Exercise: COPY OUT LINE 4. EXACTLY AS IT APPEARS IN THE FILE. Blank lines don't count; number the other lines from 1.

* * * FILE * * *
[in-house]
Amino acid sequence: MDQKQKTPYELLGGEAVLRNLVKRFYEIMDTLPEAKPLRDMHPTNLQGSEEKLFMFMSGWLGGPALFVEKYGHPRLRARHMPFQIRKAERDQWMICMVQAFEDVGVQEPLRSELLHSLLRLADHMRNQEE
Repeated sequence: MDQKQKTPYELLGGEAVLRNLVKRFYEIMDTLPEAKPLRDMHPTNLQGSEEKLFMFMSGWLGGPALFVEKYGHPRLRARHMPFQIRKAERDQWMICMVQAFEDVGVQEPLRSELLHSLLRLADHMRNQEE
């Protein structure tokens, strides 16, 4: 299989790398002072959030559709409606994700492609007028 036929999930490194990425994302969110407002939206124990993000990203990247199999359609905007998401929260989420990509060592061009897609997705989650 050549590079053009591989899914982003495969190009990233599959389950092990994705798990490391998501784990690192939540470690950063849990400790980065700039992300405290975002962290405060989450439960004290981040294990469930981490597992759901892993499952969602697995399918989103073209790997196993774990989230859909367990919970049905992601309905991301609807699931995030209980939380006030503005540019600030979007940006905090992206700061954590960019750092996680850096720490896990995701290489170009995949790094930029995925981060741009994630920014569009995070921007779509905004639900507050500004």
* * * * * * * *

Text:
């Protein structure tokens, strides 16, 4: 299989790398002072959030559709409606994700492609007028 036929999930490194990425994302969110407002939206124990993000990203990247199999359609905007998401929260989420990509060592061009897609997705989650 050549590079053009591989899914982003495969190009990233599959389950092990994705798990490391998501784990690192939540470690950063849990400790980065700039992300405290975002962290405060989450439960004290981040294990469930981490597992759901892993499952969602697995399918989103073209790997196993774990989230859909367990919970049905992601309905991301609807699931995030209980939380006030503005540019600030979007940006905090992206700061954590960019750092996680850096720490896990995701290489170009995949790094930029995925981060741009994630920014569009995070921007779509905004639900507050500004």